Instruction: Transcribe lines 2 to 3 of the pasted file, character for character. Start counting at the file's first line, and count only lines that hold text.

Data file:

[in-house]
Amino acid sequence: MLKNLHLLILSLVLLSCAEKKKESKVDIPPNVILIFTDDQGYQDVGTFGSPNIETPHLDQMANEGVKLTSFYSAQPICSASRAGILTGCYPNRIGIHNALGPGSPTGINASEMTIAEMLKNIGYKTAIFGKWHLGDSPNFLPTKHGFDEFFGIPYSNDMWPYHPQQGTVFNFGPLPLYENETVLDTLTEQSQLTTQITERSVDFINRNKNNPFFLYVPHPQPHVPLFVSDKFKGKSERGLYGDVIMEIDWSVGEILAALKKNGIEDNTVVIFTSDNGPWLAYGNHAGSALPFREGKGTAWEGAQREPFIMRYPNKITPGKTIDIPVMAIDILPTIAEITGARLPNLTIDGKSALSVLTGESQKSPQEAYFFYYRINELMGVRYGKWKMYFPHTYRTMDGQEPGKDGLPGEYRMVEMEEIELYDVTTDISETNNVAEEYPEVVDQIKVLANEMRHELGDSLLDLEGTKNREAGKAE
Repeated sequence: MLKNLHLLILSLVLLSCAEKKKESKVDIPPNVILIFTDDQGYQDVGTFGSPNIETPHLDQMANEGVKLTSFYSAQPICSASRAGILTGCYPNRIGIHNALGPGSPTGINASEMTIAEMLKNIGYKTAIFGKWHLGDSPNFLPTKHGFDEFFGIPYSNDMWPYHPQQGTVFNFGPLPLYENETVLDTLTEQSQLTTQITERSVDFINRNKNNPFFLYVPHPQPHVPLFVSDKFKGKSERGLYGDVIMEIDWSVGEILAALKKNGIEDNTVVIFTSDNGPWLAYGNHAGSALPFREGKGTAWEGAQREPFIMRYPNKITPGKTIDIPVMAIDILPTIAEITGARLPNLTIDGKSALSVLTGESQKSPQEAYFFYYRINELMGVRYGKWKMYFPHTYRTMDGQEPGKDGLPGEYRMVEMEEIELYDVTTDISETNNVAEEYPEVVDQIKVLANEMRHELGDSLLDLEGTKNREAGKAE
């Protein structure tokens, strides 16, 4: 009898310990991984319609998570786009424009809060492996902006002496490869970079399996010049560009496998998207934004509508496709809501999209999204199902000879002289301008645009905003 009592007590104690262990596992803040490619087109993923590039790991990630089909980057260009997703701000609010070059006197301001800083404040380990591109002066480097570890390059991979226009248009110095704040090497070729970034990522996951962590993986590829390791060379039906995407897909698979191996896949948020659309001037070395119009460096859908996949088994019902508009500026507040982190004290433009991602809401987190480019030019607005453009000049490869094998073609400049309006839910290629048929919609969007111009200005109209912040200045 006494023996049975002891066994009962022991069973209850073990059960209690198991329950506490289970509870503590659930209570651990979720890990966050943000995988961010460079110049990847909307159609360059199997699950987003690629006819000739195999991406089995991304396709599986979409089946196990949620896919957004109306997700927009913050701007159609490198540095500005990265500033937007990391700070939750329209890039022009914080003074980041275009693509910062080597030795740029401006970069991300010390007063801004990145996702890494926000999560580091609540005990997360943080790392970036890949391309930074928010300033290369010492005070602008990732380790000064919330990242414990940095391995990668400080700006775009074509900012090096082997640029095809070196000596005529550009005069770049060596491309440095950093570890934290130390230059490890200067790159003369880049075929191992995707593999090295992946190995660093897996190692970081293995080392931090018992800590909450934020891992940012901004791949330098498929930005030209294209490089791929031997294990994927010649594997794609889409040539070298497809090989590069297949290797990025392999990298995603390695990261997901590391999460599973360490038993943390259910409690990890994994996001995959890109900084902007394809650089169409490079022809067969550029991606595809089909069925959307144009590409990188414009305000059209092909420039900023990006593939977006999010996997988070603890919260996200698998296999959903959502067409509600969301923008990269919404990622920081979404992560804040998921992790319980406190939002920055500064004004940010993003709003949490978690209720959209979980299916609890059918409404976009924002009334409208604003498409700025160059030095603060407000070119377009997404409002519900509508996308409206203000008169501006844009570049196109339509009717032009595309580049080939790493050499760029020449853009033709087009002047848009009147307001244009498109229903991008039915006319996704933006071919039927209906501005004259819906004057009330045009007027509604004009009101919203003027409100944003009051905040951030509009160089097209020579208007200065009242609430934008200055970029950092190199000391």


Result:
Amino acid sequence: MLKNLHLLILSLVLLSCAEKKKESKVDIPPNVILIFTDDQGYQDVGTFGSPNIETPHLDQMANEGVKLTSFYSAQPICSASRAGILTGCYPNRIGIHNALGPGSPTGINASEMTIAEMLKNIGYKTAIFGKWHLGDSPNFLPTKHGFDEFFGIPYSNDMWPYHPQQGTVFNFGPLPLYENETVLDTLTEQSQLTTQITERSVDFINRNKNNPFFLYVPHPQPHVPLFVSDKFKGKSERGLYGDVIMEIDWSVGEILAALKKNGIEDNTVVIFTSDNGPWLAYGNHAGSALPFREGKGTAWEGAQREPFIMRYPNKITPGKTIDIPVMAIDILPTIAEITGARLPNLTIDGKSALSVLTGESQKSPQEAYFFYYRINELMGVRYGKWKMYFPHTYRTMDGQEPGKDGLPGEYRMVEMEEIELYDVTTDISETNNVAEEYPEVVDQIKVLANEMRHELGDSLLDLEGTKNREAGKAE
Repeated sequence: MLKNLHLLILSLVLLSCAEKKKESKVDIPPNVILIFTDDQGYQDVGTFGSPNIETPHLDQMANEGVKLTSFYSAQPICSASRAGILTGCYPNRIGIHNALGPGSPTGINASEMTIAEMLKNIGYKTAIFGKWHLGDSPNFLPTKHGFDEFFGIPYSNDMWPYHPQQGTVFNFGPLPLYENETVLDTLTEQSQLTTQITERSVDFINRNKNNPFFLYVPHPQPHVPLFVSDKFKGKSERGLYGDVIMEIDWSVGEILAALKKNGIEDNTVVIFTSDNGPWLAYGNHAGSALPFREGKGTAWEGAQREPFIMRYPNKITPGKTIDIPVMAIDILPTIAEITGARLPNLTIDGKSALSVLTGESQKSPQEAYFFYYRINELMGVRYGKWKMYFPHTYRTMDGQEPGKDGLPGEYRMVEMEEIELYDVTTDISETNNVAEEYPEVVDQIKVLANEMRHELGDSLLDLEGTKNREAGKAE